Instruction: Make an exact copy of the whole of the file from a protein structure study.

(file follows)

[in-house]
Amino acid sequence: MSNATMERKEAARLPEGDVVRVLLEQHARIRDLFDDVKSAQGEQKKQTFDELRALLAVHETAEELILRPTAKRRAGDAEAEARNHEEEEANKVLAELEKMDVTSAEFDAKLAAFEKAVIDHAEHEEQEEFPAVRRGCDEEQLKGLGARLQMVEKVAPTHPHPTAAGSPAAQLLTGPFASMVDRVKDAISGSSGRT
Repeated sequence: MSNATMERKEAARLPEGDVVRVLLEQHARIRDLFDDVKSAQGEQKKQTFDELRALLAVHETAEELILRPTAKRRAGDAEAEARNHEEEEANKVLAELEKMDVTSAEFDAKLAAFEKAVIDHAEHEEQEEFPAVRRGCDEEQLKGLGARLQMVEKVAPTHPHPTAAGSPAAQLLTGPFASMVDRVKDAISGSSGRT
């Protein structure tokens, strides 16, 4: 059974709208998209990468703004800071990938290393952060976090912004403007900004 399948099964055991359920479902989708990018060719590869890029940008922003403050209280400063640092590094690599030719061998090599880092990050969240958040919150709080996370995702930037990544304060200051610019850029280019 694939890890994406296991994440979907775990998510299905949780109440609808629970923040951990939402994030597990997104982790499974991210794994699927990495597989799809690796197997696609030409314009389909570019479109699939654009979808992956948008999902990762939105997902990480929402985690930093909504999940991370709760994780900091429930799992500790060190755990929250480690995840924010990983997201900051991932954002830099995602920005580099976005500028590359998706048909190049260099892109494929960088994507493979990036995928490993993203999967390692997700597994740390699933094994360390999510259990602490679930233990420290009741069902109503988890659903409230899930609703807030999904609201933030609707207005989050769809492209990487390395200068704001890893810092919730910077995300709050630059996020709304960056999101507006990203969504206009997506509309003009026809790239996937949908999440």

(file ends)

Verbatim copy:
[in-house]
Amino acid sequence: MSNATMERKEAARLPEGDVVRVLLEQHARIRDLFDDVKSAQGEQKKQTFDELRALLAVHETAEELILRPTAKRRAGDAEAEARNHEEEEANKVLAELEKMDVTSAEFDAKLAAFEKAVIDHAEHEEQEEFPAVRRGCDEEQLKGLGARLQMVEKVAPTHPHPTAAGSPAAQLLTGPFASMVDRVKDAISGSSGRT
Repeated sequence: MSNATMERKEAARLPEGDVVRVLLEQHARIRDLFDDVKSAQGEQKKQTFDELRALLAVHETAEELILRPTAKRRAGDAEAEARNHEEEEANKVLAELEKMDVTSAEFDAKLAAFEKAVIDHAEHEEQEEFPAVRRGCDEEQLKGLGARLQMVEKVAPTHPHPTAAGSPAAQLLTGPFASMVDRVKDAISGSSGRT
């Protein structure tokens, strides 16, 4: 059974709208998209990468703004800071990938290393952060976090912004403007900004 399948099964055991359920479902989708990018060719590869890029940008922003403050209280400063640092590094690599030719061998090599880092990050969240958040919150709080996370995702930037990544304060200051610019850029280019 694939890890994406296991994440979907775990998510299905949780109440609808629970923040951990939402994030597990997104982790499974991210794994699927990495597989799809690796197997696609030409314009389909570019479109699939654009979808992956948008999902990762939105997902990480929402985690930093909504999940991370709760994780900091429930799992500790060190755990929250480690995840924010990983997201900051991932954002830099995602920005580099976005500028590359998706048909190049260099892109494929960088994507493979990036995928490993993203999967390692997700597994740390699933094994360390999510259990602490679930233990420290009741069902109503988890659903409230899930609703807030999904609201933030609707207005989050769809492209990487390395200068704001890893810092919730910077995300709050630059996020709304960056999101507006990203969504206009997506509309003009026809790239996937949908999440």